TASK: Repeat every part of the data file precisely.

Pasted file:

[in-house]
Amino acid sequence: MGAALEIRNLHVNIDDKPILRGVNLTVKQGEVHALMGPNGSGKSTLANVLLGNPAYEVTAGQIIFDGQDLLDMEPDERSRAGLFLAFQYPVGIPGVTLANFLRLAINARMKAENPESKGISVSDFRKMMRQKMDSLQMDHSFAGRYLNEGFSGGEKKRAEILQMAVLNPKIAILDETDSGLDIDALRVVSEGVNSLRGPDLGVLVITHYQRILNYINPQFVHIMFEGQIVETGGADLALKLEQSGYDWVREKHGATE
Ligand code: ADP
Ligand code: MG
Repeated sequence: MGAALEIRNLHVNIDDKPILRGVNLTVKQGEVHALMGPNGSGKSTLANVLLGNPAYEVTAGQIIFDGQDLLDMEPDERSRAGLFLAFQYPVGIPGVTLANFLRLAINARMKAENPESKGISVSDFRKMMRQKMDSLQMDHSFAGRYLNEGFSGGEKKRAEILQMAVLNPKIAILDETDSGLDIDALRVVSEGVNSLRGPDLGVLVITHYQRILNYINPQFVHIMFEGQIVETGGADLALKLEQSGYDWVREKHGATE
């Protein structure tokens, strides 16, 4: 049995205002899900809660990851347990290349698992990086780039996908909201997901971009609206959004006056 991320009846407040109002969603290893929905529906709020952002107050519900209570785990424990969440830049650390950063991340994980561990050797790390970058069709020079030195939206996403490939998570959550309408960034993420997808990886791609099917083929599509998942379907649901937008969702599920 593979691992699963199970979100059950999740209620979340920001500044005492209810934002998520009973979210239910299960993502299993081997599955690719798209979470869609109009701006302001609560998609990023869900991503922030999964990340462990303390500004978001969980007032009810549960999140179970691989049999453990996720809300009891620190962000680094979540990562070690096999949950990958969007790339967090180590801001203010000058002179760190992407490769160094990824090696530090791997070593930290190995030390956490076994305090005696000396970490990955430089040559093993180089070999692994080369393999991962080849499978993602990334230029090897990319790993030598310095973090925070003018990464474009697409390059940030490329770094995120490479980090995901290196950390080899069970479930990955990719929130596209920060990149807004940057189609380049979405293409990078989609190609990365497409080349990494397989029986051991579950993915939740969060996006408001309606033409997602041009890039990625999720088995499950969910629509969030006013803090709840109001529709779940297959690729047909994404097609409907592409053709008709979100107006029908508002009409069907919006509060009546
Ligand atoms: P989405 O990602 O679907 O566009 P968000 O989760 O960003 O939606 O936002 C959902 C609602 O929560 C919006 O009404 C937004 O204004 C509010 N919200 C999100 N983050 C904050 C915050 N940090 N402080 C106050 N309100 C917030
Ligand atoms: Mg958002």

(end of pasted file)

[in-house]
Amino acid sequence: MGAALEIRNLHVNIDDKPILRGVNLTVKQGEVHALMGPNGSGKSTLANVLLGNPAYEVTAGQIIFDGQDLLDMEPDERSRAGLFLAFQYPVGIPGVTLANFLRLAINARMKAENPESKGISVSDFRKMMRQKMDSLQMDHSFAGRYLNEGFSGGEKKRAEILQMAVLNPKIAILDETDSGLDIDALRVVSEGVNSLRGPDLGVLVITHYQRILNYINPQFVHIMFEGQIVETGGADLALKLEQSGYDWVREKHGATE
Ligand code: ADP
Ligand code: MG
Repeated sequence: MGAALEIRNLHVNIDDKPILRGVNLTVKQGEVHALMGPNGSGKSTLANVLLGNPAYEVTAGQIIFDGQDLLDMEPDERSRAGLFLAFQYPVGIPGVTLANFLRLAINARMKAENPESKGISVSDFRKMMRQKMDSLQMDHSFAGRYLNEGFSGGEKKRAEILQMAVLNPKIAILDETDSGLDIDALRVVSEGVNSLRGPDLGVLVITHYQRILNYINPQFVHIMFEGQIVETGGADLALKLEQSGYDWVREKHGATE
């Protein structure tokens, strides 16, 4: 049995205002899900809660990851347990290349698992990086780039996908909201997901971009609206959004006056 991320009846407040109002969603290893929905529906709020952002107050519900209570785990424990969440830049650390950063991340994980561990050797790390970058069709020079030195939206996403490939998570959550309408960034993420997808990886791609099917083929599509998942379907649901937008969702599920 593979691992699963199970979100059950999740209620979340920001500044005492209810934002998520009973979210239910299960993502299993081997599955690719798209979470869609109009701006302001609560998609990023869900991503922030999964990340462990303390500004978001969980007032009810549960999140179970691989049999453990996720809300009891620190962000680094979540990562070690096999949950990958969007790339967090180590801001203010000058002179760190992407490769160094990824090696530090791997070593930290190995030390956490076994305090005696000396970490990955430089040559093993180089070999692994080369393999991962080849499978993602990334230029090897990319790993030598310095973090925070003018990464474009697409390059940030490329770094995120490479980090995901290196950390080899069970479930990955990719929130596209920060990149807004940057189609380049979405293409990078989609190609990365497409080349990494397989029986051991579950993915939740969060996006408001309606033409997602041009890039990625999720088995499950969910629509969030006013803090709840109001529709779940297959690729047909994404097609409907592409053709008709979100107006029908508002009409069907919006509060009546
Ligand atoms: P989405 O990602 O679907 O566009 P968000 O989760 O960003 O939606 O936002 C959902 C609602 O929560 C919006 O009404 C937004 O204004 C509010 N919200 C999100 N983050 C904050 C915050 N940090 N402080 C106050 N309100 C917030
Ligand atoms: Mg958002």